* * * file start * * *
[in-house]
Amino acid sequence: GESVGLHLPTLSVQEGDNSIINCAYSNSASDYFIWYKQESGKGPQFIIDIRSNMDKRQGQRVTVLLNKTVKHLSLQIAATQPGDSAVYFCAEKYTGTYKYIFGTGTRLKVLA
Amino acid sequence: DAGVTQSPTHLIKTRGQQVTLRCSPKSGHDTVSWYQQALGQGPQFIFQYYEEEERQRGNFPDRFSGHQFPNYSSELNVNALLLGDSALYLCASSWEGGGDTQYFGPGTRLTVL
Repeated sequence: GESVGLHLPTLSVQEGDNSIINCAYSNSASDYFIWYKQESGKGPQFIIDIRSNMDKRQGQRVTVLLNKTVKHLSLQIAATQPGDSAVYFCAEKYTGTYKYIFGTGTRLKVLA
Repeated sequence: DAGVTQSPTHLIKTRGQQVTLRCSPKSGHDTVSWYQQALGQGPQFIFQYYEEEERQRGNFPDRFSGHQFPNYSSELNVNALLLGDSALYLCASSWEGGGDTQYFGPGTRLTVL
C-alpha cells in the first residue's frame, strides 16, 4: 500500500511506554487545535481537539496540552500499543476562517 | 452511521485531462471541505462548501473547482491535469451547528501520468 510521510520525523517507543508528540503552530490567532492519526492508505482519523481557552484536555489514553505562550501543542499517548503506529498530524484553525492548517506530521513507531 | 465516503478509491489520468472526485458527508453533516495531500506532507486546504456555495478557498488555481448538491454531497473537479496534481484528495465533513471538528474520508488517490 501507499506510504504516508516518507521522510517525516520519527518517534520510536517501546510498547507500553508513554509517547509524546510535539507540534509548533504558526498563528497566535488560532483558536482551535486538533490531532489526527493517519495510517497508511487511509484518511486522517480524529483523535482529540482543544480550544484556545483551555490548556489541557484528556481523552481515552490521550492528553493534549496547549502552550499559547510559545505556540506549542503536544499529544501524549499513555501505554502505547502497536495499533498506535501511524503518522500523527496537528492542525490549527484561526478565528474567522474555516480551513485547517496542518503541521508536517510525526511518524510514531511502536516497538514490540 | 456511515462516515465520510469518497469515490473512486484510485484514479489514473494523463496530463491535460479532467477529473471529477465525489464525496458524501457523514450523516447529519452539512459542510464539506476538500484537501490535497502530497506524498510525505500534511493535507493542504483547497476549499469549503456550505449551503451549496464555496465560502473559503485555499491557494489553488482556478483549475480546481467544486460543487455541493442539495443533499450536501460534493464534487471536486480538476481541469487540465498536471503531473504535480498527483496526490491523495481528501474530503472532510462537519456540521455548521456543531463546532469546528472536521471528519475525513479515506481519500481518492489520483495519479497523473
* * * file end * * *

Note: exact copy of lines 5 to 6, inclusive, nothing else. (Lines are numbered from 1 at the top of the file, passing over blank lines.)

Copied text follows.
Repeated sequence: DAGVTQSPTHLIKTRGQQVTLRCSPKSGHDTVSWYQQALGQGPQFIFQYYEEEERQRGNFPDRFSGHQFPNYSSELNVNALLLGDSALYLCASSWEGGGDTQYFGPGTRLTVL
C-alpha cells in the first residue's frame, strides 16, 4: 500500500511506554487545535481537539496540552500499543476562517 | 452511521485531462471541505462548501473547482491535469451547528501520468 510521510520525523517507543508528540503552530490567532492519526492508505482519523481557552484536555489514553505562550501543542499517548503506529498530524484553525492548517506530521513507531 | 465516503478509491489520468472526485458527508453533516495531500506532507486546504456555495478557498488555481448538491454531497473537479496534481484528495465533513471538528474520508488517490 501507499506510504504516508516518507521522510517525516520519527518517534520510536517501546510498547507500553508513554509517547509524546510535539507540534509548533504558526498563528497566535488560532483558536482551535486538533490531532489526527493517519495510517497508511487511509484518511486522517480524529483523535482529540482543544480550544484556545483551555490548556489541557484528556481523552481515552490521550492528553493534549496547549502552550499559547510559545505556540506549542503536544499529544501524549499513555501505554502505547502497536495499533498506535501511524503518522500523527496537528492542525490549527484561526478565528474567522474555516480551513485547517496542518503541521508536517510525526511518524510514531511502536516497538514490540 | 456511515462516515465520510469518497469515490473512486484510485484514479489514473494523463496530463491535460479532467477529473471529477465525489464525496458524501457523514450523516447529519452539512459542510464539506476538500484537501490535497502530497506524498510525505500534511493535507493542504483547497476549499469549503456550505449551503451549496464555496465560502473559503485555499491557494489553488482556478483549475480546481467544486460543487455541493442539495443533499450536501460534493464534487471536486480538476481541469487540465498536471503531473504535480498527483496526490491523495481528501474530503472532510462537519456540521455548521456543531463546532469546528472536521471528519475525513479515506481519500481518492489520483495519479497523473